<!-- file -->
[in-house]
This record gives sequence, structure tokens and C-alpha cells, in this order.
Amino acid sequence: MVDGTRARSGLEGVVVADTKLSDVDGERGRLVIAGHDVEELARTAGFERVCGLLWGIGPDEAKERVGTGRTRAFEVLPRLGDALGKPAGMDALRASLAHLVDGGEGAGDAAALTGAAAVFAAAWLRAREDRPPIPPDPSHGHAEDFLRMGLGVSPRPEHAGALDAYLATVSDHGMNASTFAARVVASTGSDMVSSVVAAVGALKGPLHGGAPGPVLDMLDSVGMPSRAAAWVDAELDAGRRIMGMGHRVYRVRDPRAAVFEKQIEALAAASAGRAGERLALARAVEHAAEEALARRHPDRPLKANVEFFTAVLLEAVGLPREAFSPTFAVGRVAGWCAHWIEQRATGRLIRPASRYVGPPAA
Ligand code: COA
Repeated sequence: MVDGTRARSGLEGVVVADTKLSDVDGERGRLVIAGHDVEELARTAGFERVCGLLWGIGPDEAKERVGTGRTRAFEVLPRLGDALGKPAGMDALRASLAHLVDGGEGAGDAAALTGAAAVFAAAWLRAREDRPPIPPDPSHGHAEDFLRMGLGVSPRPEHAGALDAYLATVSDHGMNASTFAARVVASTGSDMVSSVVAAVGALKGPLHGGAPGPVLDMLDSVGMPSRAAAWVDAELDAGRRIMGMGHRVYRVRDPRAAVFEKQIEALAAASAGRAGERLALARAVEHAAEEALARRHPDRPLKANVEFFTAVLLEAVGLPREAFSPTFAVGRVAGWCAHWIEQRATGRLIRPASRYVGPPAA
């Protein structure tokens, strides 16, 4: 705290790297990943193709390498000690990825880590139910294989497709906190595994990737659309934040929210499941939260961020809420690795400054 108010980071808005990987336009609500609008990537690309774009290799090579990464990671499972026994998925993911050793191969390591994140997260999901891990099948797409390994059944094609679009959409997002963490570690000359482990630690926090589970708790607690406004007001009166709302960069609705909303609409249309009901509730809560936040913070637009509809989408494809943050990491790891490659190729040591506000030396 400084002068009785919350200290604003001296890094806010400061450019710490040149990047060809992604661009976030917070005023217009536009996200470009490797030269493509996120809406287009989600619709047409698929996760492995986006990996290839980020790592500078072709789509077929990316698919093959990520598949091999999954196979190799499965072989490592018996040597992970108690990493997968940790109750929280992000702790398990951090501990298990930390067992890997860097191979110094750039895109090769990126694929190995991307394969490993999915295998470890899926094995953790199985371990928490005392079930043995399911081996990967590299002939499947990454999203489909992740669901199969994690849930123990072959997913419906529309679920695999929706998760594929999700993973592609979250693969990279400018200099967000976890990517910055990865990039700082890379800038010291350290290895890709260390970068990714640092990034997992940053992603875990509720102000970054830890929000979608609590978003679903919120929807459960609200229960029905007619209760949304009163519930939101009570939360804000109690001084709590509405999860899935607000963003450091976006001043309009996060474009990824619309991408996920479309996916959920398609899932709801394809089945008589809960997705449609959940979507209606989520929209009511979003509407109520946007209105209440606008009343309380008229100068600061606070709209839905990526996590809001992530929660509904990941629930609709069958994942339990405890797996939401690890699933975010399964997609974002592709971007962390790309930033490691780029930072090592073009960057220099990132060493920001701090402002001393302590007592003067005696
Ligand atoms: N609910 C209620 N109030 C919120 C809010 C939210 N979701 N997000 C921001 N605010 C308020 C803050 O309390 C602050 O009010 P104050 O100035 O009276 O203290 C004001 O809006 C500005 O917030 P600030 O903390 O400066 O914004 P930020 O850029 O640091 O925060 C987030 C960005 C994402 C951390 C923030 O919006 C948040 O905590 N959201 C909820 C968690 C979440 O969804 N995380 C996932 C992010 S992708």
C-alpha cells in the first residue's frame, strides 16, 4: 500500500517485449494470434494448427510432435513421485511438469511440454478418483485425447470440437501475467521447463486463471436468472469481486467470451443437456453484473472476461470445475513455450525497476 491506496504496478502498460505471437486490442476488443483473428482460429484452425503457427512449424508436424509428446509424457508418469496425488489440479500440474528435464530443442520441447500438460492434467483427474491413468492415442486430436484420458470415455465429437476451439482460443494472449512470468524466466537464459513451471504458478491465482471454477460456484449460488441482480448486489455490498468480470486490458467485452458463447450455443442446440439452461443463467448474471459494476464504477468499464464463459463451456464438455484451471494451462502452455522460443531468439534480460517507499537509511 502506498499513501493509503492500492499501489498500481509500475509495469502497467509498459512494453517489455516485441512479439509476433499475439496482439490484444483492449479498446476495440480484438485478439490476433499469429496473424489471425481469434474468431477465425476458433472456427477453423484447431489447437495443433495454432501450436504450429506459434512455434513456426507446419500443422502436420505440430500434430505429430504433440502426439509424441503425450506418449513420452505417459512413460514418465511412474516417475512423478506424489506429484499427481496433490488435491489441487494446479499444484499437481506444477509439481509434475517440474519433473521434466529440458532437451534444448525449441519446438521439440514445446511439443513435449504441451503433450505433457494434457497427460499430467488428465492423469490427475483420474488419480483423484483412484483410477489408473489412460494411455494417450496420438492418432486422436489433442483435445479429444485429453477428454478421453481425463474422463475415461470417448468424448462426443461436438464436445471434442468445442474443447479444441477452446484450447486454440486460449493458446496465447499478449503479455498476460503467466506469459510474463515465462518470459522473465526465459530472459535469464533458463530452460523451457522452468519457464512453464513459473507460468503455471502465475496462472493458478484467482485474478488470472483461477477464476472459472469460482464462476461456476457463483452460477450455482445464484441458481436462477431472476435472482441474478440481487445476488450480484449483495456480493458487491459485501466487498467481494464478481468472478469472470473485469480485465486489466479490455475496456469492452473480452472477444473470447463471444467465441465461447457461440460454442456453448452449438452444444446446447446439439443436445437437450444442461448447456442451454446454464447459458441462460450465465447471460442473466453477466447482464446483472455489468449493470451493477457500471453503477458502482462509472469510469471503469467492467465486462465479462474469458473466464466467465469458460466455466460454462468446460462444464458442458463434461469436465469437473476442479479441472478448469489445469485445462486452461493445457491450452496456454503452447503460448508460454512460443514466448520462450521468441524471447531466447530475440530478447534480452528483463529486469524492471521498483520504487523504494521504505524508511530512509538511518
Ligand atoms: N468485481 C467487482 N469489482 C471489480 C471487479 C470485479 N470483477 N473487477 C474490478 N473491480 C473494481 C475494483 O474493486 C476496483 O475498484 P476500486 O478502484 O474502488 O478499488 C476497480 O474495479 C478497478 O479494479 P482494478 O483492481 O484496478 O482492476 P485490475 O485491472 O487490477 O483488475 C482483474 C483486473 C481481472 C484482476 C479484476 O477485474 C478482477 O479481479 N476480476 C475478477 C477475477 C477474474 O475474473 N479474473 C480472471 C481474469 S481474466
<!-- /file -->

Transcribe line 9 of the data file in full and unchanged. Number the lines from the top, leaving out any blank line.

Ligand atoms: N468485481 C467487482 N469489482 C471489480 C471487479 C470485479 N470483477 N473487477 C474490478 N473491480 C473494481 C475494483 O474493486 C476496483 O475498484 P476500486 O478502484 O474502488 O478499488 C476497480 O474495479 C478497478 O479494479 P482494478 O483492481 O484496478 O482492476 P485490475 O485491472 O487490477 O483488475 C482483474 C483486473 C481481472 C484482476 C479484476 O477485474 C478482477 O479481479 N476480476 C475478477 C477475477 C477474474 O475474473 N479474473 C480472471 C481474469 S481474466